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Emerald Group Publishing Limited
Copyright © 1999, MCB UP Limited
Are you at e-risk?
Are you at e-risk?
A survey of senior directors of 800 FTSE-1,000 companies by network security specialist Integralis reveals that despite a clear increase in e-mail and Internet usage by employees, UK companies are failing to take even basic precautions to protect themselves against legal liabilities which may arise from use of these forms of communication.
A total of 41 per cent of companies have no clear corporate policy on employee e-mail and Internet usage, despite the fact that the average employee is already spending significant time using e-mail or the Internet, according to the survey.
The evidence of exposure to "cyberliabilities" is also revealed in the survey - 15 per cent of directors had already disciplined employees for inappropriate use of the Internet; 22 per cent for use of e-mail to gossip with people inside and outside the company; and 4 per cent for passing on personal data via email without permission of the data subject.
Common cyberliabilities which employees expose themselves to include charges of racial or sexual discrimination or harassment for circulation of "inappropriate" e-mails; libel; misuse of personal information in breach of the Data Protection Act; breach of copyright and inadvertent formation of contracts.
Steve Webb, director marketing and business development, Integralis Network Systems, commented: "Employees need to know that when they send an email or publish information on a company website, they may be exposing their employer to numerous cyberliabilities, while simultaneously recording the evidence of any misdemeanours on their own server and the servers of all recipients of the information for later use in a court of law.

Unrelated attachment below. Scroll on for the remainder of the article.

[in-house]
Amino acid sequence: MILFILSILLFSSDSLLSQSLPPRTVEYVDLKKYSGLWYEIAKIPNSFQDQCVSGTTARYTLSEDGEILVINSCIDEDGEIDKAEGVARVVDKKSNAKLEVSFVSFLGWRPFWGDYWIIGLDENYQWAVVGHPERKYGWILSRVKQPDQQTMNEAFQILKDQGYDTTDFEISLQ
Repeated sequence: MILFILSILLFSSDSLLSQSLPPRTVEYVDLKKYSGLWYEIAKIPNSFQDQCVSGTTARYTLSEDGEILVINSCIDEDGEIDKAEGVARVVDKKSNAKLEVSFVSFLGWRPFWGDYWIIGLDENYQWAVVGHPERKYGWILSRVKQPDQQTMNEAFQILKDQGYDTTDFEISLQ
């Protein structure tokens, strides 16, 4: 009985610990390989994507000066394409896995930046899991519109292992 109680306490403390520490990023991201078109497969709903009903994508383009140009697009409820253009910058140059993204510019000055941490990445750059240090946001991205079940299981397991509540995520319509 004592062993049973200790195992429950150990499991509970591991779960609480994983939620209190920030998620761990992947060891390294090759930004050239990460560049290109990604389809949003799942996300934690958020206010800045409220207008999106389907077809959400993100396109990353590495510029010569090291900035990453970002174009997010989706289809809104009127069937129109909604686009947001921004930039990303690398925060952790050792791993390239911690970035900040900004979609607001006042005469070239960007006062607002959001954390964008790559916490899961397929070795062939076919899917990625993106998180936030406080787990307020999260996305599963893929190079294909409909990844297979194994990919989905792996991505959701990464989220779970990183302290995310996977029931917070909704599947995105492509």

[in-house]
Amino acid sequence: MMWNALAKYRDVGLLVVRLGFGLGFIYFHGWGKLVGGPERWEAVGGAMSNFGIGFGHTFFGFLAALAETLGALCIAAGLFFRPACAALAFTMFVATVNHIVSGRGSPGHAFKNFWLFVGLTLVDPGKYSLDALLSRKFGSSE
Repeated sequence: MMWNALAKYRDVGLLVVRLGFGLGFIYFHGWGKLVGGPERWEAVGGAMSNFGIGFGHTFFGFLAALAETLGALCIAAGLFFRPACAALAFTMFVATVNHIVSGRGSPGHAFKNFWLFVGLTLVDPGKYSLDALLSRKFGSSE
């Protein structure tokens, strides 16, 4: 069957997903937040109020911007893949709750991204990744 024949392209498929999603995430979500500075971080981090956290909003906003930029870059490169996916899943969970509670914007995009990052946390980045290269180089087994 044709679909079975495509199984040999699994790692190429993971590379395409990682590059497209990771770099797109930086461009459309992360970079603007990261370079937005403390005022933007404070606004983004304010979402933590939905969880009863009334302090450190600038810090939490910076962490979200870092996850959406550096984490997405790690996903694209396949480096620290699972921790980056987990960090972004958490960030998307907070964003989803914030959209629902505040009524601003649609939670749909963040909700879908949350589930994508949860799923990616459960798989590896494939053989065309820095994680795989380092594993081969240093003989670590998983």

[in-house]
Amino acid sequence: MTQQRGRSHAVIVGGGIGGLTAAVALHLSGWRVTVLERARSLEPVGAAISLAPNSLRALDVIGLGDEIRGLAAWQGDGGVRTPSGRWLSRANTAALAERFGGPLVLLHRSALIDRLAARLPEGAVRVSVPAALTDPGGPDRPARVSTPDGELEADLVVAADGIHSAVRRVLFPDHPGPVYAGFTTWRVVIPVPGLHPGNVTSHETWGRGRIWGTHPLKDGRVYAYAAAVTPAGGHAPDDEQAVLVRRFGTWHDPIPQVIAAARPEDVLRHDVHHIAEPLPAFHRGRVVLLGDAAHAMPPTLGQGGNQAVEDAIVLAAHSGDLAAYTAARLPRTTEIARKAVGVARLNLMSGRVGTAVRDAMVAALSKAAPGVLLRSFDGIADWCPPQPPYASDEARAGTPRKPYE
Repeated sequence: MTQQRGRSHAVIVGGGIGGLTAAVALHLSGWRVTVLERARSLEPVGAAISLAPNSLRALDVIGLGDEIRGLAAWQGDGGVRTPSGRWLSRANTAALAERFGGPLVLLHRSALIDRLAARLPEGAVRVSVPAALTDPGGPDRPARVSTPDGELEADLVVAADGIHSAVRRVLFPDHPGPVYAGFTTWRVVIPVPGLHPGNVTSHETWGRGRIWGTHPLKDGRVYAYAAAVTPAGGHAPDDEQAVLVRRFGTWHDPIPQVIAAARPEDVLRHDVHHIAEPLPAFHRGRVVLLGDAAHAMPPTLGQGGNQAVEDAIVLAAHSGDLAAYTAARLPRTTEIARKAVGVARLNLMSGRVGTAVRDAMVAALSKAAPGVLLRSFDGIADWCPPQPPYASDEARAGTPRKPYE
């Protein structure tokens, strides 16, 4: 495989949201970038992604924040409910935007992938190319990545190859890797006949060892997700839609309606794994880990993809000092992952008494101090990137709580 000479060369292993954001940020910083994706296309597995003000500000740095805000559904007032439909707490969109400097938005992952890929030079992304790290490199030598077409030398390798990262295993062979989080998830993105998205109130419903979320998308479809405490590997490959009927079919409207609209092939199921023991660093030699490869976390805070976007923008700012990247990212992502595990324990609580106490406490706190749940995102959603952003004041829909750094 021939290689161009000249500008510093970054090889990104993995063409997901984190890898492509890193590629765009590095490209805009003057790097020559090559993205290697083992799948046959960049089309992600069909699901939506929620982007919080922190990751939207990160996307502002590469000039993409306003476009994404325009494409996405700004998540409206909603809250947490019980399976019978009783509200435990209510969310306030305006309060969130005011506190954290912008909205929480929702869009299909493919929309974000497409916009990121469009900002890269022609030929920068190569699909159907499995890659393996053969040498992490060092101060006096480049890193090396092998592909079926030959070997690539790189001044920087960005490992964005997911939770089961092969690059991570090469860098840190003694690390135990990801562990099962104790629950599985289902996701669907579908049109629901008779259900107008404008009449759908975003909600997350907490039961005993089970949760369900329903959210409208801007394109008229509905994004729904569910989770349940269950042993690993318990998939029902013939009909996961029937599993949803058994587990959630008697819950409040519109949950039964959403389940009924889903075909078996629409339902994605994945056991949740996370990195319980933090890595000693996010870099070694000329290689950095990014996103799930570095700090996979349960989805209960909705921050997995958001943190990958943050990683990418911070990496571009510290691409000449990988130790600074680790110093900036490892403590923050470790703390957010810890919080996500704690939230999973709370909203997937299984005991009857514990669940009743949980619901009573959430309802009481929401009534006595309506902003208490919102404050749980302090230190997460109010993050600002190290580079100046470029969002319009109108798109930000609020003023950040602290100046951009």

"Board directors of companies should minimise exposure to these cyberliabilities by putting together clear written guidelines on email usage and then enforcing them."
Furthermore, 85 per cent of directors now believe that e-mail is encouraging the circulation of inappropriate or even scandalous materials around the office, further increasing the risk of legal liability under legislation such as The Obscene Publications Act, the Computer Misuse Act, as well as sexual or racial discrimination laws. Worryingly, men were considered the main culprits of this potentially damaging trend of e-vine gossip, according to more than half of directors responding.
The survey also indicates that, despite the negative trend, no single director or division is taking responsibility for setting up and enforcing e-mail usage policies. A total of 40 per cent of the senior directors polled thought the board should take overall responsibility for this area; while 31 per cent gave responsibility to the IT department; and a further 17 per cent thought their human resources department was responsible.
Other interesting findings:
Directors estimated that up to two hours (one-fifth of the average working day) are wasted in personal e-mail communication or surfing the Internet, at a cost of £3.9 million to UK businesses with 1,000 staff. (The average number of employees of FTSE-1,000 companies surveyed was 4,552.)
Despite an increase in the use of e-mail for business transactions (up to one hour per day), internal and external business communications (up to two hours per day), 42 per cent of companies were unaware of any laws or regulations relevant to use of e-mail and Internet.
Integralis teamed up with cyberliability legal experts Theodore Goddard and insurer NelsonHurst in 1998 to offer the complete Cyberliability Service to companies wanting to address these concerns. Further information on the service can be accessed via the Internet at www.cyberliability.com